Ever since Emerge Energy Services' (NYSE: EMES) IPO back in 2013, its shares have been on a journey that looks an awful lot like the flight of Icarus. The company's business, which held so much promise, flew a little too close to the sun, and when oil and gas activity in the United states started to fall on slumping prices, Emerge's wings were clipped. Now the stock is trading 73% down from its peak back around August of last year.
I'm sure that investors who bought at the top don't want to speak of Emerge Energy ever again. But for those who can look at the situation a little more dispassionately, it may be worth asking if buying Emerge Energy's stock today is a good idea. After all, that 10% distribution yield looks pretty tempting.
Let's take a look at the bull and bear cases for Emerge to see whether buying Emerge's stock today is a worthwhile investment.
The bear case
A major reason why someone would want to buy shares of Emerge Energy Services in the first place is because it pays a pretty generous distribution. However, unlike most distributions that are set by a management rate, Emerge's distribution is a variable rate, where all cash available for distribution at the end of each quarter is divided up among its unitholders. From a business perspective, this makes a bit of sense because it allows a company to have flexible payments in a cyclical industry.
The obvious drawback to this is that, for investors, down times like this mean that payments will be lower, and there aren't a lot of promising signs that sand demand is going to pick up very quickly. According to the most recent U.S. rig count survey from Baker Hughes, total rigs in the field are still on the decline. Granted, there are a lot of wells that have been drilled, but have yet to be completed, which will give Emerge and its competitors a decent amount of work to keep the lights on; but the continued decline in rig activity suggests that those distributions from Emerge will be in decline for a little while longer.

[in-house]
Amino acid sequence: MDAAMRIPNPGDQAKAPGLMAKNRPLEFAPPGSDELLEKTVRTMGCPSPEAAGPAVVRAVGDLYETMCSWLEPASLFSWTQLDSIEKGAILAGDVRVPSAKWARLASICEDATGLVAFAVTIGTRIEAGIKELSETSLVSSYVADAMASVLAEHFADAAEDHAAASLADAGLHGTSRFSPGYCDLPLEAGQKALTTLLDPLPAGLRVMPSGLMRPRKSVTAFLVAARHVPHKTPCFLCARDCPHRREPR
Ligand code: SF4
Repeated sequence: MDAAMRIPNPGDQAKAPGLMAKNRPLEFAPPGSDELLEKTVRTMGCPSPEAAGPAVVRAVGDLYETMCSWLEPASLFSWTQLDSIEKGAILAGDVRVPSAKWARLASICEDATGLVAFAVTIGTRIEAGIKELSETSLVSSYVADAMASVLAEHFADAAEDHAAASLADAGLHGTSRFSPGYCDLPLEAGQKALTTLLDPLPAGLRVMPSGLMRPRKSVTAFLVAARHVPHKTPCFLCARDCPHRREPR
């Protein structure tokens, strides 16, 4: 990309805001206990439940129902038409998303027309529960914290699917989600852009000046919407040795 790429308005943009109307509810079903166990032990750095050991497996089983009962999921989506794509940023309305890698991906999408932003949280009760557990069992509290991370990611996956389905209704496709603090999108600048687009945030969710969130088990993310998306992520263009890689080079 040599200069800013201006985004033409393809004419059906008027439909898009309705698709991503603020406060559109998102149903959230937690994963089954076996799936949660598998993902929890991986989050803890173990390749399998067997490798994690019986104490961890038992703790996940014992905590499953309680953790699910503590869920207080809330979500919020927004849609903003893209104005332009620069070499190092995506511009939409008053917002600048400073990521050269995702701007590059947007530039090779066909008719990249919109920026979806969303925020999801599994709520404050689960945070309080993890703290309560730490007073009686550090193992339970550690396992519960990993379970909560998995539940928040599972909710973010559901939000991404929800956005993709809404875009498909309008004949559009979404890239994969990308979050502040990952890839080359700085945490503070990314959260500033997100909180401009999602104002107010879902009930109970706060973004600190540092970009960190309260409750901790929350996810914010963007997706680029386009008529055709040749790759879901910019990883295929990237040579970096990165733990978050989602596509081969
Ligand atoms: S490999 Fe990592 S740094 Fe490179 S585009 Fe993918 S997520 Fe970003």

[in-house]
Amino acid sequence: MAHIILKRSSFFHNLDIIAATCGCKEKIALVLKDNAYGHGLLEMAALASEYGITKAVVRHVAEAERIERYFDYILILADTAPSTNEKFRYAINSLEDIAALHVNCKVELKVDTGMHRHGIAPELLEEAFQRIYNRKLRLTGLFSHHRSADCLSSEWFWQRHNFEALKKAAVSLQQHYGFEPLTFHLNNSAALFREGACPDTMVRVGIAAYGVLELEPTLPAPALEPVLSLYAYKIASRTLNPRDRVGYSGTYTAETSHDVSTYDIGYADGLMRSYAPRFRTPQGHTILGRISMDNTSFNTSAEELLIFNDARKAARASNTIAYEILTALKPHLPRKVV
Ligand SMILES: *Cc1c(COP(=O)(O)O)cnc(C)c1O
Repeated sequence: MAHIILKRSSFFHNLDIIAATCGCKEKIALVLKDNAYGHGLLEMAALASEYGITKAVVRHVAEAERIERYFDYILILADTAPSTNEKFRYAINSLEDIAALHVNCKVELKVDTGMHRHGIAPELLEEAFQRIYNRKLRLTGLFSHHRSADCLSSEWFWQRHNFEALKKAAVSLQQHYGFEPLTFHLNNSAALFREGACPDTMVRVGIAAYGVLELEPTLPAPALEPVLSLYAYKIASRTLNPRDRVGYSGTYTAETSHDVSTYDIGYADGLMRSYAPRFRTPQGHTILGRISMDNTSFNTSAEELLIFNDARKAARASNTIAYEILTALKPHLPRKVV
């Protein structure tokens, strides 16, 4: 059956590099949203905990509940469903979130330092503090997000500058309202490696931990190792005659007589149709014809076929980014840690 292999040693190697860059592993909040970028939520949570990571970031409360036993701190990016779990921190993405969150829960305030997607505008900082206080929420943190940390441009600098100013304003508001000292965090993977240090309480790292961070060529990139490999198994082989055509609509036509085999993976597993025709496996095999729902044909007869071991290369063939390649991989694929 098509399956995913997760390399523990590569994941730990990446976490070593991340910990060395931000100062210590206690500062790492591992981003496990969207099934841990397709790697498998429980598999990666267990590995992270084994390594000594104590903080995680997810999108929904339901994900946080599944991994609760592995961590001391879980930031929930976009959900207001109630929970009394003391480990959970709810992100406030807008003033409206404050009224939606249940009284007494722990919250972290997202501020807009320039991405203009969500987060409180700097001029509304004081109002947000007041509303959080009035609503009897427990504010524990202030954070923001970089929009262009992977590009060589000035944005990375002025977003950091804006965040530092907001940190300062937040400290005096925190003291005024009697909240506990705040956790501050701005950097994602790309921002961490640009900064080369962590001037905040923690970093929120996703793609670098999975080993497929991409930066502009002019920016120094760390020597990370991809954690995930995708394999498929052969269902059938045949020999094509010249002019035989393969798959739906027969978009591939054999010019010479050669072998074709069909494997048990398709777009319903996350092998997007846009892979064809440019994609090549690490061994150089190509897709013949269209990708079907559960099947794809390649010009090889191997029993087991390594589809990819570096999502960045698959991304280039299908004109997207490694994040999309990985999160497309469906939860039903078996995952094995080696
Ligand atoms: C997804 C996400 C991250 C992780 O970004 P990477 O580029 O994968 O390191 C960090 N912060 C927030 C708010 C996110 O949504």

The bull case
In all honesty, there aren't a lot of great things to say in the near term for Emerge Energy Services, or any other frac sand producer, because of the things mentioned above. However, if you're willing to look beyond the short-term weaknesses of today's market, there is still quite a bit to like about companies that have their futures tied to hydraulic fracturing.
There are two major components to keep in mind when thinking about hydraulic fracturing and oil and gas production in the United States. One is that there are still many places left to drill for oil and gas. According to a survey conducted by Enterprise Products Partners last year, there are decades worth of drilling left to do domestically.
One could argue that many of these drilling locations are not as lucrative as they were when oil was at $100 per barrel; but this is the other key thing to keep in mind. Companies are still drastically improving well economics as they hone the process of hydraulic fracturing. This process of accessing shale is still a relatively new one, and there likely are still some efficiencies to be gained when drilling a well. As these costs come down, many of those locations that may have taken $100 per barrel a few years ago could be accessed economically at much less.
Because Emerge is much more interested in drilling activity than in actual oil prices, seeing companies improve well economics and turn a wider swath of drilling locations into profitable ventures bodes very well for the company, and could translate to greater sand demand. Because Emerge is one of the lower-cost providers in the space, it will likely be one of the first companies to see some gains as drilling activity starts to pick back up again.
Looking at Emerge Energy Services during the short term is akin to looking into a well. Somewhere, there's a bottom, but it's still hard to see because drilling activity in the U.S. is still on the decline.
However, investors who can see beyond today's less-than-awesome oil and gas market can find reasons to believe that Emerge will be well positioned to take advantage when drilling activity in the U.S. recommences. For investors who have a strong stomach and a view for the long term, Emerge may be worth having on your radar.
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Tyler Crowe owns shares of Enterprise Products Partners.